If animal height or weight are measured from conception to senescence, the data usually follow a flattened "S" shape called the sigmoid curve. But the growth curves of meat animals raised under commercial conditions may appear as relatively flat slopes (the middle segment of the flat "S"), and the sigmoid shape may only become apparent if the data include very young animals or animal beyond a typical market weight. In other words, growth velocity is approximately constant during the commercial growing period.
At first, the fertilized ovum divides mitotically with little or no growth in mass. However, as soon as it develops the means of assimilating energy, the growth of the embryo accelerates. At birth and weaning there may be a temporary deceleration of growth as an animal switches from one source of nutrients to another. Except for a slight acceleration at puberty, subsequent growth maintains a steady average velocity until the terminal deceleration that occurs as animals reach their mature size. However, although the average velocity may be smooth, there may be an underlying circadian (daily) periodicity in growth rate or even erratic spurts of growth.
Anabolism is the building up of body components, while catabolism is their destruction.
Protein turnover is the time between anabolism and catabolism of an individual protein. If protein turnover rates are measured in growing meat animals, the half-life for protein synthesis is shorter than the half-life for protein catabolism. The half-life is used, as in studies of radioactivity, because it may take an impossibly long time for 100% to turnover, so we only wait for 50%. For meat animals, the half-lives of the important meat proteins are around several days in length, with muscle proteins being much faster than connective tissue proteins. In the muscles of young animals, both the rates of protein synthesis and degradation are faster than in older animals. In the muscle tissue of growing animals, insulin is the most important factor that inhibits the degradation of myofibrillar proteins when anabolism exceeds catabolism. Epinephrine and serotonin have similar but minor effects. In fasting animals, where catabolism exceeds anabolism, proteolysis is promoted by glucocorticoids.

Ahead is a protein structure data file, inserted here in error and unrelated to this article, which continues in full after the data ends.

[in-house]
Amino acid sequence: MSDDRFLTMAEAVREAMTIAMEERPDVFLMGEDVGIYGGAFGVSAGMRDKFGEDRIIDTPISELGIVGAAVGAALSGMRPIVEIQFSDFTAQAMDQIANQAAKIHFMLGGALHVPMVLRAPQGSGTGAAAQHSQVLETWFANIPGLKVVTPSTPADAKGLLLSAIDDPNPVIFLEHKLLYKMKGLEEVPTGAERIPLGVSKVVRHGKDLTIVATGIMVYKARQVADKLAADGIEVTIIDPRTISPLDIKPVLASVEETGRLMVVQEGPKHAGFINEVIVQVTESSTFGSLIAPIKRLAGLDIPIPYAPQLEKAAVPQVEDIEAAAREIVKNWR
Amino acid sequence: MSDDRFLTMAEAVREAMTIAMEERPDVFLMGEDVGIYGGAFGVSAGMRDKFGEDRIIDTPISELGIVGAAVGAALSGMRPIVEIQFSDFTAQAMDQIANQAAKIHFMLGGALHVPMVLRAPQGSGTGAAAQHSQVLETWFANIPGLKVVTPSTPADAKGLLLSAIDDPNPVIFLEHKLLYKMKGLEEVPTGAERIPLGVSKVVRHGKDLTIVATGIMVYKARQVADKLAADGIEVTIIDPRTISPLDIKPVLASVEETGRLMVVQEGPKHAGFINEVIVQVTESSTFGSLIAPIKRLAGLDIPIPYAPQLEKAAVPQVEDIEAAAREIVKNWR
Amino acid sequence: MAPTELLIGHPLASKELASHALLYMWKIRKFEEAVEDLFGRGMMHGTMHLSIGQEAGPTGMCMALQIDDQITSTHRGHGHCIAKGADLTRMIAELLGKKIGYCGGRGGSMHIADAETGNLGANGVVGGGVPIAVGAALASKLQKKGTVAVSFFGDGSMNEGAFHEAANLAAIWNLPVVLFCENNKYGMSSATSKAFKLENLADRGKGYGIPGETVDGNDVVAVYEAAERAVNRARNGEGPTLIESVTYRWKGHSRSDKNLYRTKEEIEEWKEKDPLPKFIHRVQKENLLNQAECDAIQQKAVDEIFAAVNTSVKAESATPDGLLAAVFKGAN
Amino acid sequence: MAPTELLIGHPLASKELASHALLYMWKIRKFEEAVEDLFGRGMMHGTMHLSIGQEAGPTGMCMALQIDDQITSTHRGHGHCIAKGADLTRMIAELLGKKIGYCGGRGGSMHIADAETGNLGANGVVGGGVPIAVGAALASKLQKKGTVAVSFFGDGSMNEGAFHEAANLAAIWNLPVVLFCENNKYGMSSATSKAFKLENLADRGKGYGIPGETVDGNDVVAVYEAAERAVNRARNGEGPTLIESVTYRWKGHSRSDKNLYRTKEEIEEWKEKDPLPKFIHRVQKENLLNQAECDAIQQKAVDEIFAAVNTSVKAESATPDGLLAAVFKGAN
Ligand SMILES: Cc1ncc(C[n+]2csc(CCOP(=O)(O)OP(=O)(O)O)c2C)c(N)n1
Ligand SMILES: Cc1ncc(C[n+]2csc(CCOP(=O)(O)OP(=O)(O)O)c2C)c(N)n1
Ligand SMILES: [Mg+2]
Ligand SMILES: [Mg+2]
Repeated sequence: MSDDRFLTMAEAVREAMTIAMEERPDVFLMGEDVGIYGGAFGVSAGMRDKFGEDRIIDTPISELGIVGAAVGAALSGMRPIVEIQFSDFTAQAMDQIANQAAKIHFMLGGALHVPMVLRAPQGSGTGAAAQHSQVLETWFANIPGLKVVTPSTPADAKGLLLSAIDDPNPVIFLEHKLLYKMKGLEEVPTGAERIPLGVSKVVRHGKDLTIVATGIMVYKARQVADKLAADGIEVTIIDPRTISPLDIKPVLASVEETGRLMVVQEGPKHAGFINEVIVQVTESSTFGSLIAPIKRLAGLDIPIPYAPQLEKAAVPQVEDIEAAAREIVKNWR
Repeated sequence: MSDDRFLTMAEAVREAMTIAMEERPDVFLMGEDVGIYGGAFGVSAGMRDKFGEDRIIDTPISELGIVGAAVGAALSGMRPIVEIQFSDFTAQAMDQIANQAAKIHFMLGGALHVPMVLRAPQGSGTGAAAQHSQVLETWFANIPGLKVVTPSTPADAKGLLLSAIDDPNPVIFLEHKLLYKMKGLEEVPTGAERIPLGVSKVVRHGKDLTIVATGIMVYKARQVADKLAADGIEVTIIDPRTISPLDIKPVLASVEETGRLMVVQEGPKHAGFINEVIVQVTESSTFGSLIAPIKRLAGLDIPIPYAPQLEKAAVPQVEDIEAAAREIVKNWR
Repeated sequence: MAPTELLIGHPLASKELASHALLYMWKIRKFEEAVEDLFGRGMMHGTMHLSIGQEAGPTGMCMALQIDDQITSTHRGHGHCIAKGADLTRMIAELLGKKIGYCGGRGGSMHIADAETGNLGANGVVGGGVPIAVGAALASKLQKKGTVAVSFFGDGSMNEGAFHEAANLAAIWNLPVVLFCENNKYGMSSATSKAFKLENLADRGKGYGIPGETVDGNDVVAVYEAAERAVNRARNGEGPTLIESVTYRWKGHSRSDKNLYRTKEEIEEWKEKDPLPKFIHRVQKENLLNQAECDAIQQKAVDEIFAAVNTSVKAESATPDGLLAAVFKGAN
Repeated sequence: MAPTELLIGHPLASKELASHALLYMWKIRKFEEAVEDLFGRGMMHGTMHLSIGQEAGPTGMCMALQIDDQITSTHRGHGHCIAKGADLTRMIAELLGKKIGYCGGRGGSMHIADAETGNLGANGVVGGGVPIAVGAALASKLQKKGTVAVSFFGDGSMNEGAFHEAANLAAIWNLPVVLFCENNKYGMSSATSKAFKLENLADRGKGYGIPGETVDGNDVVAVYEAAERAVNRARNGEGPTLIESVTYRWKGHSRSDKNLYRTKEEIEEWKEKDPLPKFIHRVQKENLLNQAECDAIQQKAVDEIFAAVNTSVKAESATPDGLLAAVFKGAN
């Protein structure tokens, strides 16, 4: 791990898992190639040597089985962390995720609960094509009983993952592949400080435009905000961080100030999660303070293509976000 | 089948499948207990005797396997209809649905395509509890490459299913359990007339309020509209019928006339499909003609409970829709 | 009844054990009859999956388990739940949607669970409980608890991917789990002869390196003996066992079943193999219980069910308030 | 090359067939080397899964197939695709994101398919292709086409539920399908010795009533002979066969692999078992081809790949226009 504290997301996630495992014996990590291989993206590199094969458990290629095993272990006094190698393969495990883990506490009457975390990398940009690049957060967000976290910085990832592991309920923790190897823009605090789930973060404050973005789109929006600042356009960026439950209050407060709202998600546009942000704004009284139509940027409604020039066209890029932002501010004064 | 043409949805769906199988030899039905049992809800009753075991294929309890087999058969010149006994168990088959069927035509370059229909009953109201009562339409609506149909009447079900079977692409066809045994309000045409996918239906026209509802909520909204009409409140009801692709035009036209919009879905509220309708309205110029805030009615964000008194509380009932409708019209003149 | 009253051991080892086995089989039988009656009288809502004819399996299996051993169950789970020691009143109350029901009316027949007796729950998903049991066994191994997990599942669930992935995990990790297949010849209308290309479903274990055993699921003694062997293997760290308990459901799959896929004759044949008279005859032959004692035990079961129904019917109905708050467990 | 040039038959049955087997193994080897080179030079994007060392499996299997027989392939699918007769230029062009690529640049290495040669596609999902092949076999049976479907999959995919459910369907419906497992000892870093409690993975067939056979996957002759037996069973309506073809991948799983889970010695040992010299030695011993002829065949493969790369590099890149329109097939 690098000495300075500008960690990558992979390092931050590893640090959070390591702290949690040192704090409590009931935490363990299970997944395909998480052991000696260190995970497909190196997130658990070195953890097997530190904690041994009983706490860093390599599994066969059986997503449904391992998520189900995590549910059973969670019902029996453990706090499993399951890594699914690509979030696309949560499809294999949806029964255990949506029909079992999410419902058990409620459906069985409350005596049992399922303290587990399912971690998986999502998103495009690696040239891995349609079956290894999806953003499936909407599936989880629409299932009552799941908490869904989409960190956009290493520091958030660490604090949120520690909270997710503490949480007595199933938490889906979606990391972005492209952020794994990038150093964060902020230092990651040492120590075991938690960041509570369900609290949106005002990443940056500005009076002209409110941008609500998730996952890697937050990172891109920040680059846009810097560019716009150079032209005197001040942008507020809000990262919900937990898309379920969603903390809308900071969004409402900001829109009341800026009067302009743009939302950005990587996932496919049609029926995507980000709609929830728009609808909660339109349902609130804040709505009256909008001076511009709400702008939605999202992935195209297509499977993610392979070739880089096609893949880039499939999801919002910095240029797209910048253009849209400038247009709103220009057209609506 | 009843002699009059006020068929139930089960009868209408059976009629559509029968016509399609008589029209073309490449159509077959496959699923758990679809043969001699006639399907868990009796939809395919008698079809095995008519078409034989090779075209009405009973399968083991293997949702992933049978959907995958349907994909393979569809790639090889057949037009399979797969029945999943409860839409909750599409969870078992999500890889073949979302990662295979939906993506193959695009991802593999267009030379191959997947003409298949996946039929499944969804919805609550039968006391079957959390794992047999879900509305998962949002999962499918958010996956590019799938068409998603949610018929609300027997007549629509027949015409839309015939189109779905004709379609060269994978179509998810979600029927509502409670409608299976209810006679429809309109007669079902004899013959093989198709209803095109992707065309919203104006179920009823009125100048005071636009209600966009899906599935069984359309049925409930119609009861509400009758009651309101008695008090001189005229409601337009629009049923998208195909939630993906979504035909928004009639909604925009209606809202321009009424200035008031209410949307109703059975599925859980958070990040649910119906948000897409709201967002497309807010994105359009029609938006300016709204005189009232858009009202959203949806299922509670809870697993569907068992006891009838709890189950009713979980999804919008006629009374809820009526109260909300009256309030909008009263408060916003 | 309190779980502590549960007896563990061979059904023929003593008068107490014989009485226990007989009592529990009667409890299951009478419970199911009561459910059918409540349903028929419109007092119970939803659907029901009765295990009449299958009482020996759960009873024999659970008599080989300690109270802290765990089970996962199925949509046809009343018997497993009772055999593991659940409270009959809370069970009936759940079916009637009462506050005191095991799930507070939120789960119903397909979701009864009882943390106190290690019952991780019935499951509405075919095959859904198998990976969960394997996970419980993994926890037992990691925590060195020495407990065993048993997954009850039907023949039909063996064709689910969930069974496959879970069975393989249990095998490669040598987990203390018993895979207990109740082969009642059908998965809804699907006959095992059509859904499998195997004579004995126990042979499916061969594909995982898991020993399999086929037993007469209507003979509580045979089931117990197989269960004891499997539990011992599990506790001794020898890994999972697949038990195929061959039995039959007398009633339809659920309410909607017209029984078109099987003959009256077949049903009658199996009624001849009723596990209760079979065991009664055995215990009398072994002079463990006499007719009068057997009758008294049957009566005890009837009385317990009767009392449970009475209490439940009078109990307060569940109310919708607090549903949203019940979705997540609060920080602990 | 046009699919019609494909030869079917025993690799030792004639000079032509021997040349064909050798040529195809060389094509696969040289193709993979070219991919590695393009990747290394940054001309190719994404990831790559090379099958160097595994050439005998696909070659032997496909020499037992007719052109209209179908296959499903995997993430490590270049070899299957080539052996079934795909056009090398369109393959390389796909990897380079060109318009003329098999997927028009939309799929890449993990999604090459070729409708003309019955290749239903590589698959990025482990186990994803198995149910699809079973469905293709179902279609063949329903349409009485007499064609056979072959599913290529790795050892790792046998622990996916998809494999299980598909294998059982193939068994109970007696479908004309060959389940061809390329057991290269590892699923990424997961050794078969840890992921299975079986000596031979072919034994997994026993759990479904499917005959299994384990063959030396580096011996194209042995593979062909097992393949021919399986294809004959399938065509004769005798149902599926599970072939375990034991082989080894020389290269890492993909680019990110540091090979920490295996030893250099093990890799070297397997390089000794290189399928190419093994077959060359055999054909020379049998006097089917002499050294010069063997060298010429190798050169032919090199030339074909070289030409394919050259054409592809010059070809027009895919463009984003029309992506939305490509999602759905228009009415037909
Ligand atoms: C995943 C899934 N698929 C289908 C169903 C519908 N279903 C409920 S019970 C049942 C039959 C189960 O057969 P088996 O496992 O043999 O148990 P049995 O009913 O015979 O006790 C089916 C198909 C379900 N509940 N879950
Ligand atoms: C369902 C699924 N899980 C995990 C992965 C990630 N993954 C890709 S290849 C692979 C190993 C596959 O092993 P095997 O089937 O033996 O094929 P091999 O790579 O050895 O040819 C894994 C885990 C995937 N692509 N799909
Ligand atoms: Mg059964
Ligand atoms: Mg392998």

This yields values for parameters b and d that are between 2/3 and 1, much like the power relationships of body mass or volume to body surface area. Heat loss tends to be proportional to skin area, while gut areas may be rate limiting for nutrient uptake. Both heat generation and anabolic systems tend to be related to body volume. The von Bertalanffy growth equation requires some integration over time since the rates of anabolism and catabolism may have short-term fluctuations.
The occurrence of muscle growth in a meat animal provides clear evidence that the average rate of protein synthesis excedes the average rate of protein degradation. It must be remembered, however, that the inbalance in favor of anabolism may not be very large or very stable. With in vitro measurements of protein metabolism in excised muscle samples there is a serious risk that the muscle may have been released from its normal physiological duties and from endocrine and neural control mechanisms responsible for its long-term metabolic control. For example, isolated fast and slow growing muscles from broiler and layer-type poultry may exhibit similar rates of protein anabolism and catabolism when maintained in vitro, despite the occurrence of extreme differences in muscle growth in vivo. However, when myoblasts from embryos of broiler and layer-type chickens are compared in vitro, the greater capacity of cells from broilers to accumulate protein may be attributable to a lower rate of protein degradation. Another subtlety that complicates the picture is that animals with a rapid rate of protein accumulation also may have an elevated rate of muscle protein degradation and it has been proposed that selection for meat yield in poultry should be based on decreasing the rates of degeneration, rather than attempting to increase the rate of synthesis. However, in beef, one would not want to jeopardize post mortem proteolysis because it makes an important contribution to taste and tenderness.